DataSheet1_Comparison of gross pathology inspection and 9.4 T magnetic resonance imaging in the evaluation of radiofrequency ablation lesions in the left ventricle of the swine heart.docx
Aims: Gross pathology inspection (patho) is the gold standard for the morphological evaluation of focal myocardial pathology. Examination with 9.4 T magnetic resonance imaging (MRI) is a new method for very accurate display of myocardial pathology. The aim of this study was to demonstrate that lesions can be measured on high-resolution MRI images with the same accuracy as on pathological sections and compare these two methods for the evaluation of radiofrequency (RF) ablation lesion dimensions in swine heart tissue during animal experiment.
Methods: Ten pigs underwent radiofrequency ablations in the left ventricle during animal experiment. After animal euthanasia, hearts were explanted, flushed with ice-cold cardioplegic solution to relax the whole myocardium, fixed in 10% formaldehyde and scanned with a 9.4 T magnetic resonance system. Anatomical images were processed using ImageJ software. Subsequently, the hearts were sliced, slices were photographed and measured in ImageJ software. Different dimensions and volumes were compared.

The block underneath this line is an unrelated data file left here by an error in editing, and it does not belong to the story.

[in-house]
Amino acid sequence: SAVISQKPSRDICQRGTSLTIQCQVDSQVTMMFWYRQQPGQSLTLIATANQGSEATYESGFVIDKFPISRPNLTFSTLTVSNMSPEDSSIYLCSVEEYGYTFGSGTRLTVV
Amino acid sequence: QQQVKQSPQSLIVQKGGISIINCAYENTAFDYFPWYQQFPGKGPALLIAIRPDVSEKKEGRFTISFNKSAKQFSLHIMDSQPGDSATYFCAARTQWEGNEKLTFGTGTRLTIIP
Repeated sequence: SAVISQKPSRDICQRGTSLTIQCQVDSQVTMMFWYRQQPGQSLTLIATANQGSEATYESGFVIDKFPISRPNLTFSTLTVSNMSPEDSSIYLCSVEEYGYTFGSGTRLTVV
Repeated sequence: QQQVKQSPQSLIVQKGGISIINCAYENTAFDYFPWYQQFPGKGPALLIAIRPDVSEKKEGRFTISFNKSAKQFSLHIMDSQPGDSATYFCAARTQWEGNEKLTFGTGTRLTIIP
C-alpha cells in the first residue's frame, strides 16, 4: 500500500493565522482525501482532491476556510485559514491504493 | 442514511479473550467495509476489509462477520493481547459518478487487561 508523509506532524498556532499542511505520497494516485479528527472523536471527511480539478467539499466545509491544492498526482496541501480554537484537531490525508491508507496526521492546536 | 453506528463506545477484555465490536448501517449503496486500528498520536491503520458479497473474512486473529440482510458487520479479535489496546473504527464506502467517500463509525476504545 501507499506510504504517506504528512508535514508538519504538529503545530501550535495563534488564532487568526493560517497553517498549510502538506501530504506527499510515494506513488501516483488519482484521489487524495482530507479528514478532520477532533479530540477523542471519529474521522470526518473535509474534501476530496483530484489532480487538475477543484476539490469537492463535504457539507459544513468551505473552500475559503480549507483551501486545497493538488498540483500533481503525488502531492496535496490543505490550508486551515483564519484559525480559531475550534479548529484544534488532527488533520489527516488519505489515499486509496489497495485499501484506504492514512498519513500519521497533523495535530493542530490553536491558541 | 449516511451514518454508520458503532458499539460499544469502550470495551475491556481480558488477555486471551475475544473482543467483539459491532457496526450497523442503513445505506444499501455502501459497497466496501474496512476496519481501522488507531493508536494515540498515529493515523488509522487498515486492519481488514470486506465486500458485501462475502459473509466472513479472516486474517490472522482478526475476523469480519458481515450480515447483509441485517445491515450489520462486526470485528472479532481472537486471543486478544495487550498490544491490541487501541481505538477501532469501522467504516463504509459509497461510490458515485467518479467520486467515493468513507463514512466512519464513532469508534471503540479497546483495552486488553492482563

Results: The results of both methods were statistically compared. Depth by MRI was 8.771 ± 2.595 mm and by patho 9.008 ± 2.823 mm; p = 0.198. Width was 10.802 ± 2.724 mm by MRI and 11.125 ± 2.801 mm by patho; p = 0.049. Estuary was 2.006 ± 0.867 mm by MRI and 2.001 ± 0.872 mm by patho; p = 0.953. The depth at the maximum diameter was 4.734 ± 1.532 mm on MRI and 4.783 ± 1.648 mm from the patho; p = 0.858. The volumes of the lesions calculated using a formula were 315.973 ± 257.673 mm3 for MRI and 355.726 ± 255.860 mm3 for patho; p = 0.104. Volume directly measured from MRI with the “point-by-point” method was 671.702 ± 362.299 mm3.
Conclusion: Measurements obtained from gross pathology inspection and MRI are fully comparable. The advantage of MRI is that it is a non-destructive method enabling repeated measurements in all possible anatomical projections.